A double shot of life

I can’t help myself, I like to watch people. And I have a message for them – I see you and I’m taking note. Does that make me creepy? So be it.

Andrew Carnegie, the multi-gazillionaire steel maker, once said, “As I grow older, I pay less attention to what men say. I just watch what they do.” And what people do can be fascinating.

I sit in a coffee shop most days, for hours sometimes. I work from there, scribbling articles and stories about lord knows what, usually baseball. Frequently I’m helping a client fix their website. But, I am working dammit. People don’t get paid to stalk.

As I sit there, I’m afforded a front row seat for the lives of many people. Many of them are regulars, and they’re fascinating in their habitual existence: same time, same drink, same seat. Occasionally there’s a friend who serves as their prop – someone to talk to, to bounce their words off of.

Those words ricochet through the coffee shop and land on my lap. Or maybe “on my laptop” makes more sense. Often I can’t help but be witness to important moments. Like the time a man proposed to his girlfriend right behind me. He had balloons and flowers, too. She wasn’t as surprised as he thought she would be (women know everything). She still said yes.

Or there was the time a man was sitting on the couch with a woman in a cozy configuration. Leg touching leg, arm over arm, leaning into each other. Enter woman #2, at which point “mocha hit the fan” so to speak. Woman #2 ordered her coffee first (well the lines can get long) and then marched up to the poor sap. She apparently felt “You’re an asshole” was an appropriate greeting even though there was a group of 10-12 year old kids sitting nearby.

The coffee shop is an excellent setting for couples. It’s easy to tell when a break up is underway. One person is doing all the talking and the other person’s jaw slowly tightens. Usually a coffee is wasted too, as the person getting dumped ignores their latte.

Many times there are first encounters. People who previously had only exchanged winks, pokes, or nods on a dating site or Facebook are now sitting in the coffee shop hovering behind their plastic coffee cups. Nervous fidgeting, giggles, hair-tossing, and uncomfortable dialogue follows. I’d say based on my observations that 1 in 3 of these dates goes well. Usually the girl has to go somewhere and cuts it short. A few times, though, I’ve witnessed a couple perform the “getting-to-know-you, getting-to-know-all-about-you” ritual for hours. They might close the place. Both afraid to suggest a next destination, but secretly wanting to go home with each other.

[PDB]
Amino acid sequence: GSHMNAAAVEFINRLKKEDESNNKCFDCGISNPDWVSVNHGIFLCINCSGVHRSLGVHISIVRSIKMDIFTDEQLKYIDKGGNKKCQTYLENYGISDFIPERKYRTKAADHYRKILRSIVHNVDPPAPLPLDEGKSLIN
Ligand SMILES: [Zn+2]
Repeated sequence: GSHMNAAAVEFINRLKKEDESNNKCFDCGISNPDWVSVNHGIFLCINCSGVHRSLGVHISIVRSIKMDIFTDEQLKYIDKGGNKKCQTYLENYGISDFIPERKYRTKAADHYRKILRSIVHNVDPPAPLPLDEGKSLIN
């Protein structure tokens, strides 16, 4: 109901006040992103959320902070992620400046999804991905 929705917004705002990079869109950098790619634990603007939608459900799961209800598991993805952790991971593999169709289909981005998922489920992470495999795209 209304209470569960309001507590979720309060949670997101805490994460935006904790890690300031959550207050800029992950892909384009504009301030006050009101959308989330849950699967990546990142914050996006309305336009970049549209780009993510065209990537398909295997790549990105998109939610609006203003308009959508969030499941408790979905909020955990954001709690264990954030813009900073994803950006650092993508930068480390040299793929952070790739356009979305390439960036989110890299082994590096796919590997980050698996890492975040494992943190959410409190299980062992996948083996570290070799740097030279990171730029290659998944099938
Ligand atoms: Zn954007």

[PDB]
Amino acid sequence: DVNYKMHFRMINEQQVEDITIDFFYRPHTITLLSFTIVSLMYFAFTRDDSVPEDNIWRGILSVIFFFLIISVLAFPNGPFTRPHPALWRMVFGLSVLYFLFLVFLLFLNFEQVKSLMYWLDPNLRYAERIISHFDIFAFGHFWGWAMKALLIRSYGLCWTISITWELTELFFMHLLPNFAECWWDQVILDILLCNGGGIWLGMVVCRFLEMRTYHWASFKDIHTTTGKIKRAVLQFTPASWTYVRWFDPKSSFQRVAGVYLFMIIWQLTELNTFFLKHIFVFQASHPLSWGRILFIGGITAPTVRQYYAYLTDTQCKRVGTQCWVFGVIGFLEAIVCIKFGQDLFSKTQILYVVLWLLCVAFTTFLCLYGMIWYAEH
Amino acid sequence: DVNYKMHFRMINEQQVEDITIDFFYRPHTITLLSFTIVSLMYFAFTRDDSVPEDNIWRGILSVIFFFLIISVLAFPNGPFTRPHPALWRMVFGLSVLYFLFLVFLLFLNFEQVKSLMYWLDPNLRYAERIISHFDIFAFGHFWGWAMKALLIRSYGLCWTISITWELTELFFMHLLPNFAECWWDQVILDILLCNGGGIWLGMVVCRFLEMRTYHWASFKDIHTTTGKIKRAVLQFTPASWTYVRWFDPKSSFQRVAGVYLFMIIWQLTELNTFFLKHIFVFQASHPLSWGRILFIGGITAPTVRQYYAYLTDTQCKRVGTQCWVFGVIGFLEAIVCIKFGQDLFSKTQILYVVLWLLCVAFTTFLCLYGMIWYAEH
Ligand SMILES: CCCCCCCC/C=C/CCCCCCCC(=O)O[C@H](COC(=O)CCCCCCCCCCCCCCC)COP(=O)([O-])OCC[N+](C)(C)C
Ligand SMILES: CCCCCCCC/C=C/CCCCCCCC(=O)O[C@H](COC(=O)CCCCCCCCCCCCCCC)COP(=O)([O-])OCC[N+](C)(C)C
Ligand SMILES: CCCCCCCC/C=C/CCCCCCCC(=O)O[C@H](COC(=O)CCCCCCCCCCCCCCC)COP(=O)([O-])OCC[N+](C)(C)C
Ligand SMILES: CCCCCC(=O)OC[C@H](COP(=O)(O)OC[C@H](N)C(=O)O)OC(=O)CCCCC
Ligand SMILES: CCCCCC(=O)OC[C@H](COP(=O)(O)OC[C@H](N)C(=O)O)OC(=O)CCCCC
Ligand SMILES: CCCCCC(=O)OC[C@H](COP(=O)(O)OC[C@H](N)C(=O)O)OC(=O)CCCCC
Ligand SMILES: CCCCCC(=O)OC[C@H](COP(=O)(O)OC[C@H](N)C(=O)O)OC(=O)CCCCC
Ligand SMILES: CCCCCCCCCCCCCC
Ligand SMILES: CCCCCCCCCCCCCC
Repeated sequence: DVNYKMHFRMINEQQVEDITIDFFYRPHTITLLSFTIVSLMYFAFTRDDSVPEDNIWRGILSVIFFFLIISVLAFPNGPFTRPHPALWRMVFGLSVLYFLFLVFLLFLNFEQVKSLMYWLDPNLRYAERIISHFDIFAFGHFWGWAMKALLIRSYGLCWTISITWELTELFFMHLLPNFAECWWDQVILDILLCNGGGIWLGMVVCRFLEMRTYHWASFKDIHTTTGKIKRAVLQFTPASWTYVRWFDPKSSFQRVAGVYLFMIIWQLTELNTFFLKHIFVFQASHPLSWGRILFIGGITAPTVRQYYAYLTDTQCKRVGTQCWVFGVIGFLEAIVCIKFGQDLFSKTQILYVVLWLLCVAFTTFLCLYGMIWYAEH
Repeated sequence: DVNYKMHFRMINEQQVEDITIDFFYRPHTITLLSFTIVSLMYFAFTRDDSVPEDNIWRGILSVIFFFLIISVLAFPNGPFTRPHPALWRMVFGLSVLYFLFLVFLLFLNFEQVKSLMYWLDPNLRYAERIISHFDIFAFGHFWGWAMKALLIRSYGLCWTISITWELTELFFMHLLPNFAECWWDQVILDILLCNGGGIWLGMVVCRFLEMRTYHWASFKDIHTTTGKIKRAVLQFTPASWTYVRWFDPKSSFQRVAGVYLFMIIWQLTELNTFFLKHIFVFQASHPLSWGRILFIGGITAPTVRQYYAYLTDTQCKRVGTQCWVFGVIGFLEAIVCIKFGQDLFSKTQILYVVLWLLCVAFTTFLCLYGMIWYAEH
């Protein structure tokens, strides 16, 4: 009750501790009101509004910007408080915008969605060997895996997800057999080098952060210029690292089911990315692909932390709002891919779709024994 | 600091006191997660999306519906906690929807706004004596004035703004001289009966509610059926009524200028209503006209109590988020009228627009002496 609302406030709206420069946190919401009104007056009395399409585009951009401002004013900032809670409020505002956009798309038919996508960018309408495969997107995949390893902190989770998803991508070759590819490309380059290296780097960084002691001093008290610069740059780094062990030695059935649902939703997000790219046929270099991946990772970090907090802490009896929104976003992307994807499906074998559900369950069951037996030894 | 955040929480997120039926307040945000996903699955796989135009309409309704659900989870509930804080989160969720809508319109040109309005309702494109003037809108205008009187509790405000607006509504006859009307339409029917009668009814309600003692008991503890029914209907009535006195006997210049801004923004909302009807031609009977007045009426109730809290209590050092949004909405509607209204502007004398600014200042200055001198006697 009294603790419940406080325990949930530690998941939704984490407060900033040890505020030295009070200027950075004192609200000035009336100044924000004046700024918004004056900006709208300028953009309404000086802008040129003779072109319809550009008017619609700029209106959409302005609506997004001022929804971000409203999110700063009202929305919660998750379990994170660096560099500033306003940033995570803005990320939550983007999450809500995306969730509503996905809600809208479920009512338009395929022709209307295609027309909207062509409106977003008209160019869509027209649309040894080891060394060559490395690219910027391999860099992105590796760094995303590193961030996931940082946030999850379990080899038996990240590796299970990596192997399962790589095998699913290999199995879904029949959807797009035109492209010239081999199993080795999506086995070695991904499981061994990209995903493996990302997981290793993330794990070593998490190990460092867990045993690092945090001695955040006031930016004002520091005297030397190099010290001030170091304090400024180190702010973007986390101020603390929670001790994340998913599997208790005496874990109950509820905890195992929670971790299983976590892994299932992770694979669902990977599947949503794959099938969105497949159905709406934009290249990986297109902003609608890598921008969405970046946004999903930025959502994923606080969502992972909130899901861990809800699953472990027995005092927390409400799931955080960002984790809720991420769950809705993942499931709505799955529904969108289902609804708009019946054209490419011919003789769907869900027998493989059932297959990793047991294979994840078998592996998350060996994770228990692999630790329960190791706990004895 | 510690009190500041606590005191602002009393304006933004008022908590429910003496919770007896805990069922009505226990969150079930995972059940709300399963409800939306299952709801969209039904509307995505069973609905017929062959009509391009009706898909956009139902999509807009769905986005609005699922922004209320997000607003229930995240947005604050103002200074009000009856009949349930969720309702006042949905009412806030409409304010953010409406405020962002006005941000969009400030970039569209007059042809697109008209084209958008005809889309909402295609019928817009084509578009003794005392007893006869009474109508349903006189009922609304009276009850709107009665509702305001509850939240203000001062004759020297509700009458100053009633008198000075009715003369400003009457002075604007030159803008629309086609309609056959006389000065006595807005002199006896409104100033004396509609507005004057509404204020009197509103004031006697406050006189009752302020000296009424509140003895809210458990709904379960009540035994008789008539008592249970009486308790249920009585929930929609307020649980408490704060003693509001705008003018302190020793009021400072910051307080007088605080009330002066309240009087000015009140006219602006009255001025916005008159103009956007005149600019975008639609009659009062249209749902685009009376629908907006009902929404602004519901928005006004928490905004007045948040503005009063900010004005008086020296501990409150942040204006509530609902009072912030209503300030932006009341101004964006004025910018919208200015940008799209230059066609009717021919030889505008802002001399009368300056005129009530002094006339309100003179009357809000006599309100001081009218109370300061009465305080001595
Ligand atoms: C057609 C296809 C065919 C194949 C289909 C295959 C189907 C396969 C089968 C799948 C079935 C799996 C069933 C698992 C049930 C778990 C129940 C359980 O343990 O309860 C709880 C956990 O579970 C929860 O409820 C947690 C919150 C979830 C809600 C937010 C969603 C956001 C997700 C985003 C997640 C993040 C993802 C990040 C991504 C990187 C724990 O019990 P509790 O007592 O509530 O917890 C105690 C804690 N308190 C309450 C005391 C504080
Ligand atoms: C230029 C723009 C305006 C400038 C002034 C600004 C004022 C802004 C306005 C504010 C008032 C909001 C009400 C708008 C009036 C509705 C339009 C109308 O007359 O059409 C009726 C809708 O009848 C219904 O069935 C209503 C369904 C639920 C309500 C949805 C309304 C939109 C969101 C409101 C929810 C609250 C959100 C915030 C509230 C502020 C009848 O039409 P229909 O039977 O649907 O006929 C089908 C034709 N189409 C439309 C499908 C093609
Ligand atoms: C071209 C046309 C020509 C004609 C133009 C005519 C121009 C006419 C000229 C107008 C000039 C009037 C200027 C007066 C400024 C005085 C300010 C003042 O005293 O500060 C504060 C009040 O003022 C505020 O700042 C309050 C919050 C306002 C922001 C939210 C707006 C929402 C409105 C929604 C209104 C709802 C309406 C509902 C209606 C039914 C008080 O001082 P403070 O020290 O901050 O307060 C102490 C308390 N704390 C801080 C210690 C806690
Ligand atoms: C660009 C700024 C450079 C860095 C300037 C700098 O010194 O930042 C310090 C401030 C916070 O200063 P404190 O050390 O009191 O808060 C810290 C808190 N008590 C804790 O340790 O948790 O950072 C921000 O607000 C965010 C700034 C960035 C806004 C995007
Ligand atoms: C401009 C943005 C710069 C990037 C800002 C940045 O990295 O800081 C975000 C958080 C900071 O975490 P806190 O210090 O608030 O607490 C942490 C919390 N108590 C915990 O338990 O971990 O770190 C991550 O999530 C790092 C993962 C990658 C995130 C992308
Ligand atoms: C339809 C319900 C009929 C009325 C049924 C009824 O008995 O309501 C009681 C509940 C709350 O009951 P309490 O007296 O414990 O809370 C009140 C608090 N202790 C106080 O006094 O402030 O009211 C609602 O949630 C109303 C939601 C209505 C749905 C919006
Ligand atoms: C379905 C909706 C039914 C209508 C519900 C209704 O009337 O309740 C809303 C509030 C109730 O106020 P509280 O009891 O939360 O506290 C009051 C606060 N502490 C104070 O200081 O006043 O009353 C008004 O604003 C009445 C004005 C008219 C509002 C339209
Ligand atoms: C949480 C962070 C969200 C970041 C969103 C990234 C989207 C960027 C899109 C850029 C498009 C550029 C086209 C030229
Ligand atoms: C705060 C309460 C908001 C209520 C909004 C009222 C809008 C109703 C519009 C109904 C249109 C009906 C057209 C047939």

Of course there are the weirdos and less fortunate, too. A burnt out drug addict who comes in and asks for hot water so she can make her own tea from Lipton bags she keeps in her purse. She can’t control THE VOLUME OF HER VOICE, and she’s asked to leave. It happens almost every time. There’s a quiet old homeless man who falls asleep in the leather couch. He and I make eye contact every now and again and I can’t shake the feeling that he’s silently asking me to give him my gloves.

There are young people, so many young people. Always in packs, groups of 5-10. Some of them are polite, some of them are so squirrely that they are incapable of sitting still long enough to drink their hot chocolate. Usually there’s one kid who seems to be the keeper of the money. “Cmon,” one skinny skateboard-toting boy says, “buy me a drink.”

The girls are different, they squeal and gesticulate about their lives, making it seem to an outside that they actually have lives. Of course, they don’t. They’re like walking Facebook statuses – searching for their friends to LIKE them, to validate their every move.

I have a few favorites. There’s a man who conducts his job interviews in the coffee shop. Once a week he has some eager soul sitting across from him, hoping to land a job. The man does all the talking, he’s so fucking narcissistic. Not surprisingly, he’s also full of shit. The job is for phone sales, which is the same as saying, “You’ll still be unemployed but I want you to call people and talk about my shitty product.” I still like this man, though. He repeats the same thing to every one of his potential “employees”. It doesn’t change, he doesn’t change, the outcome is always the same. Just like the backdrop in the coffee shop.

I like the people who work there. I get a kick out of seeing them day after day, seeing them rise and fall as we all do. One day they’re employee of the month, the next they’re bitching about the boss. That’s the way it goes. That’s life. They get to know me, they have no choice, I’m there a lot. They watch me from the other side – from the opposite side of the counter – and they make notes about me. But that’s fair, I don’t mind. I get my material, and the least I can do is be that strange regular who always orders his chai with vanilla and skinny.

They know I’ll be back the next day, and they’re right.

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